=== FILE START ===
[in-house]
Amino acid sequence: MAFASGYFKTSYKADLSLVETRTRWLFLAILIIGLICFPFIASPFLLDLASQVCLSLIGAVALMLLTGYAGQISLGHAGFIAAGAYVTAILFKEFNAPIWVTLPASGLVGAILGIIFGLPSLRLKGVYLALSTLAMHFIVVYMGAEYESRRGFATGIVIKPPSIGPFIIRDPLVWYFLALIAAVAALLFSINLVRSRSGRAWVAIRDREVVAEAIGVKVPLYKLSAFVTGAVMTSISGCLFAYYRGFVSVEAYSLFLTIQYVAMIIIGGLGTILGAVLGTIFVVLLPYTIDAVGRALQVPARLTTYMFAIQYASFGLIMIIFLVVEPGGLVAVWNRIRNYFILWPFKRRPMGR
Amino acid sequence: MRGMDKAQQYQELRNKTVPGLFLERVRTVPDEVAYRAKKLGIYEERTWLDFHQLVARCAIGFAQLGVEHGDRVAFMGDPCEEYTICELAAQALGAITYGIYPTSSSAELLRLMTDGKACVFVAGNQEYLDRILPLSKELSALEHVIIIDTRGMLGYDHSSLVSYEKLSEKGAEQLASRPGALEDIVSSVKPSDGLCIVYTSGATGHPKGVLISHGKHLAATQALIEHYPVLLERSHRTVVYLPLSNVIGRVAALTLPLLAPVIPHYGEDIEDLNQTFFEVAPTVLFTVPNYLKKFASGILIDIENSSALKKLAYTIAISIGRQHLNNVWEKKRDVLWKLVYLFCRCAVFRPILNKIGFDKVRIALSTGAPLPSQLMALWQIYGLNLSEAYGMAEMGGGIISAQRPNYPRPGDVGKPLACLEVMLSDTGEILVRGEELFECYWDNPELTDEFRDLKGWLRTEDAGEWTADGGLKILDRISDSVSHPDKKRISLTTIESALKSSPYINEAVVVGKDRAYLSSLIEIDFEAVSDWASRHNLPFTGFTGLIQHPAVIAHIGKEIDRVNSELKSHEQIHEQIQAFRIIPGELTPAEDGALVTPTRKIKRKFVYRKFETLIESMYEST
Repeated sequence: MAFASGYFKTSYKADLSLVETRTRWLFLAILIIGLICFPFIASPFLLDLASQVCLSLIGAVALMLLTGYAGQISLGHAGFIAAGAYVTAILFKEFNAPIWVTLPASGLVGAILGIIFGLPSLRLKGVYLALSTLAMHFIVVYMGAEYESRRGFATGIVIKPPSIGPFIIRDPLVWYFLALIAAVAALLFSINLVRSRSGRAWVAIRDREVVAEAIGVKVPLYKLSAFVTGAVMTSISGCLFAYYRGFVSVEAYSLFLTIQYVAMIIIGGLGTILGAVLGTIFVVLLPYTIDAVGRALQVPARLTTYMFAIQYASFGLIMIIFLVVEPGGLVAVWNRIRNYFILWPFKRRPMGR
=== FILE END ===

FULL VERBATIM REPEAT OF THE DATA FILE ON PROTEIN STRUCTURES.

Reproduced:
[in-house]
Amino acid sequence: MAFASGYFKTSYKADLSLVETRTRWLFLAILIIGLICFPFIASPFLLDLASQVCLSLIGAVALMLLTGYAGQISLGHAGFIAAGAYVTAILFKEFNAPIWVTLPASGLVGAILGIIFGLPSLRLKGVYLALSTLAMHFIVVYMGAEYESRRGFATGIVIKPPSIGPFIIRDPLVWYFLALIAAVAALLFSINLVRSRSGRAWVAIRDREVVAEAIGVKVPLYKLSAFVTGAVMTSISGCLFAYYRGFVSVEAYSLFLTIQYVAMIIIGGLGTILGAVLGTIFVVLLPYTIDAVGRALQVPARLTTYMFAIQYASFGLIMIIFLVVEPGGLVAVWNRIRNYFILWPFKRRPMGR
Amino acid sequence: MRGMDKAQQYQELRNKTVPGLFLERVRTVPDEVAYRAKKLGIYEERTWLDFHQLVARCAIGFAQLGVEHGDRVAFMGDPCEEYTICELAAQALGAITYGIYPTSSSAELLRLMTDGKACVFVAGNQEYLDRILPLSKELSALEHVIIIDTRGMLGYDHSSLVSYEKLSEKGAEQLASRPGALEDIVSSVKPSDGLCIVYTSGATGHPKGVLISHGKHLAATQALIEHYPVLLERSHRTVVYLPLSNVIGRVAALTLPLLAPVIPHYGEDIEDLNQTFFEVAPTVLFTVPNYLKKFASGILIDIENSSALKKLAYTIAISIGRQHLNNVWEKKRDVLWKLVYLFCRCAVFRPILNKIGFDKVRIALSTGAPLPSQLMALWQIYGLNLSEAYGMAEMGGGIISAQRPNYPRPGDVGKPLACLEVMLSDTGEILVRGEELFECYWDNPELTDEFRDLKGWLRTEDAGEWTADGGLKILDRISDSVSHPDKKRISLTTIESALKSSPYINEAVVVGKDRAYLSSLIEIDFEAVSDWASRHNLPFTGFTGLIQHPAVIAHIGKEIDRVNSELKSHEQIHEQIQAFRIIPGELTPAEDGALVTPTRKIKRKFVYRKFETLIESMYEST
Repeated sequence: MAFASGYFKTSYKADLSLVETRTRWLFLAILIIGLICFPFIASPFLLDLASQVCLSLIGAVALMLLTGYAGQISLGHAGFIAAGAYVTAILFKEFNAPIWVTLPASGLVGAILGIIFGLPSLRLKGVYLALSTLAMHFIVVYMGAEYESRRGFATGIVIKPPSIGPFIIRDPLVWYFLALIAAVAALLFSINLVRSRSGRAWVAIRDREVVAEAIGVKVPLYKLSAFVTGAVMTSISGCLFAYYRGFVSVEAYSLFLTIQYVAMIIIGGLGTILGAVLGTIFVVLLPYTIDAVGRALQVPARLTTYMFAIQYASFGLIMIIFLVVEPGGLVAVWNRIRNYFILWPFKRRPMGR